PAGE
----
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After Hours GP Spotlight on Ear Infections

Author: Talha Khan
by Talha Khan
Posted: Mar 29, 2019
ear infection

The ear is made up of the outer ear, canal, and eardrum. The outer ear is the part we can see, and the canal leads to the eardrum. The middle ear is separated by the eardrum and tiny sound amplifying bones, and this is where the sounds are translated to an electrical impulse that is sent to the brain. All three parts of the ear can become infected by viruses, bacteria, and fungus. Children have an increased likelihood of a middle ear infection, with research suggesting that four out of five children will have at least one middle ear infection during childhood. So, here we’ll explore ear infections in greater detail with this After Hours GP spotlight.

The Symptoms of Ear Infections

The symptoms of an ear infection will depend on the cause of the infection. This can include:

    • Mild deafness, or muffled sounds
    • Earache or pain
    • Ringing or buzzing noises in the ear
    • Fever
    • Ear discharge
    • Headaches
    • Itchiness around the outer ear
    • Blisters within the ear canal or around the outer ear
    • Loss of appetite
    • Loss of balance.

The Contributing Risk Factors of Ear Infections

The ears are connected to the top of the nose with the Eustachian tube, which equalises air pressure within the ear and funnels secretions from the middle ear towards the throat. The walls of the tube lay flat to limit the migration of bacteria from the throat and nose to the ear. However, as we swallow, small muscles flex and can open up the tube. When the Eustachian tube becomes blocked, bacteria and secretions can build up inside the middle ear, allowing an ear infection to develop.

The contributing risk factors for an ear infection include:

    • Upper respiratory tract infections
    • Sudden air pressure changes
    • Smaller than average or blocked Eustachian tube
    • Swimming in polluted water
    • Not drying the outer ear properly after water activities such as swimming or bathing
    • Excessively cleaning the ears, which can scratch the ear’s delicate tissues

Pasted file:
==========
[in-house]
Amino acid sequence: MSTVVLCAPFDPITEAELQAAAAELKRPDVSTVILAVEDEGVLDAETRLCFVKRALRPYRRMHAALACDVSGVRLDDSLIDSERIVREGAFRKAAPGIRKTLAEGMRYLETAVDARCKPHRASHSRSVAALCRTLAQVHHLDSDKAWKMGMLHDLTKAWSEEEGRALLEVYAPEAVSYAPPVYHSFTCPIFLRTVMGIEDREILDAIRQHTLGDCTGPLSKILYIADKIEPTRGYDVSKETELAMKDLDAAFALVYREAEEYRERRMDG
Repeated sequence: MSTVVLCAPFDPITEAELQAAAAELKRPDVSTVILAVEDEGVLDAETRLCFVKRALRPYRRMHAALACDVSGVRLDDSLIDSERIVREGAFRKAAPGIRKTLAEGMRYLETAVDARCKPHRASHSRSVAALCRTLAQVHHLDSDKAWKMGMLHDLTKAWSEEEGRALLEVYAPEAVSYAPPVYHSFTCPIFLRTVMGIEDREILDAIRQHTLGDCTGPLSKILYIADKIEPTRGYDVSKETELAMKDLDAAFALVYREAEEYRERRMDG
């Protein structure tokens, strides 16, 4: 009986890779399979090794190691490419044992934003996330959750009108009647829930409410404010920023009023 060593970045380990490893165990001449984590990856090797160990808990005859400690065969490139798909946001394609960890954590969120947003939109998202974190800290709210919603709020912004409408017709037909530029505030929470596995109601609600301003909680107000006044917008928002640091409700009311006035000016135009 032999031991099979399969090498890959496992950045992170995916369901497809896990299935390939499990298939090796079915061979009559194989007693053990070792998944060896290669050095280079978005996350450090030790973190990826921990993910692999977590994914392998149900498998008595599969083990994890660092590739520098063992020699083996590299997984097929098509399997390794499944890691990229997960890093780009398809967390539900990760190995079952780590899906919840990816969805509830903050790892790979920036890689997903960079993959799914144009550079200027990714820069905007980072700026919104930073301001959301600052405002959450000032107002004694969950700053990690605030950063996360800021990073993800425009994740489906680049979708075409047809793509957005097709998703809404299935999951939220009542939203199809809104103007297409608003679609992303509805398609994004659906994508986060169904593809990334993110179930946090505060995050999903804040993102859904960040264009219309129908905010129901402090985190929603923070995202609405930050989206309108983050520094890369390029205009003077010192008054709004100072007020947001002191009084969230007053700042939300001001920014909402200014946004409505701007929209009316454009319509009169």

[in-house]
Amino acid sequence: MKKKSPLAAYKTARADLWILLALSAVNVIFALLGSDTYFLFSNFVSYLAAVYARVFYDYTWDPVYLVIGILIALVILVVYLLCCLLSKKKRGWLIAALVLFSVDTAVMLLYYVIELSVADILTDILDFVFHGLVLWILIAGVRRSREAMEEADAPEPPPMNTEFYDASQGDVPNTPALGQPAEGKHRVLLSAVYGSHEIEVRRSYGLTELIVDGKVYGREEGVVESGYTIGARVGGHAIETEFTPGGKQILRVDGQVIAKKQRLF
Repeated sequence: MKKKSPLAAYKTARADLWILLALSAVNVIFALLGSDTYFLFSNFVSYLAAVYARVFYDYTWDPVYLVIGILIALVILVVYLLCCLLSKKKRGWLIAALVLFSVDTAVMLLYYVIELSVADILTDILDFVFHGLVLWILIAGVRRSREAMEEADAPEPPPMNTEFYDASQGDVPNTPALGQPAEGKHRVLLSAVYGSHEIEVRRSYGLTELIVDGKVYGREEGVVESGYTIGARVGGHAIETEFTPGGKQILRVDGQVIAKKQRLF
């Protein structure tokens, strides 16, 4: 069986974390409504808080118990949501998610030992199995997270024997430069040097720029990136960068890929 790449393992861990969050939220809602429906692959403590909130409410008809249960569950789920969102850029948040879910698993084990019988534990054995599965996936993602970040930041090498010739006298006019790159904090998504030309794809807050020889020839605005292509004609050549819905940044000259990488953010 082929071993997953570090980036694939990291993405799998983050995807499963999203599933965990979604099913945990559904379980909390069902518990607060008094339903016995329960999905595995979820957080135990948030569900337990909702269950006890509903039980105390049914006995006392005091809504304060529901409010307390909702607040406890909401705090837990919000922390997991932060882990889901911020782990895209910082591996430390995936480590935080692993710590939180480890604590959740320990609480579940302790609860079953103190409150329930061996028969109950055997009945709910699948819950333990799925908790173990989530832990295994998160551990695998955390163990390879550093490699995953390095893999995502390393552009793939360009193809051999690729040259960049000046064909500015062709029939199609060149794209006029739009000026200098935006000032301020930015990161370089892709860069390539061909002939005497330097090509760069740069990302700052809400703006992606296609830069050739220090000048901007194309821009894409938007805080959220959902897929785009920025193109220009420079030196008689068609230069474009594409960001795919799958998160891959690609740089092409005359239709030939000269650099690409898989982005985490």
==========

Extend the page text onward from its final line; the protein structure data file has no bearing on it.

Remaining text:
Diagnosing an Ear Infection

To diagnose an ear infection correctly, your After Hours GP will perform a physical examination and laboratory analysis of any discharge or pus. There are several common types of ear infections including Glue ear, Vestibular neuronitis, Otitis media, and Acute mastoiditis. If you or your child is suffering from pain or earache along with any of the symptoms listed above, such as fever or feeling sick, you’ll need to consult a doctor for an official diagnosis and receive the appropriate treatment. The precise treatment plan will vary according to the underlying cause of the infection. A viral infection will not respond to antibiotics. Your doctor is likely to recommend some form of pain relief. You can also reduce the pain by using a low heat from a heating pad, but this needs to be performed with caution for children.

If you suspect someone in your family has an ear infection and you need an after hours GP, Perth residents should call us. The After Hours GP team would be happy to address any of your queries or concerns.

About the Author

If you would like further guidance to improve your health and wellbeing from an after hours GP, Perth residents should call us.

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Author: Talha Khan

Talha Khan

Flag of Australia

Member since: Mar 11, 2019
Published articles: 16

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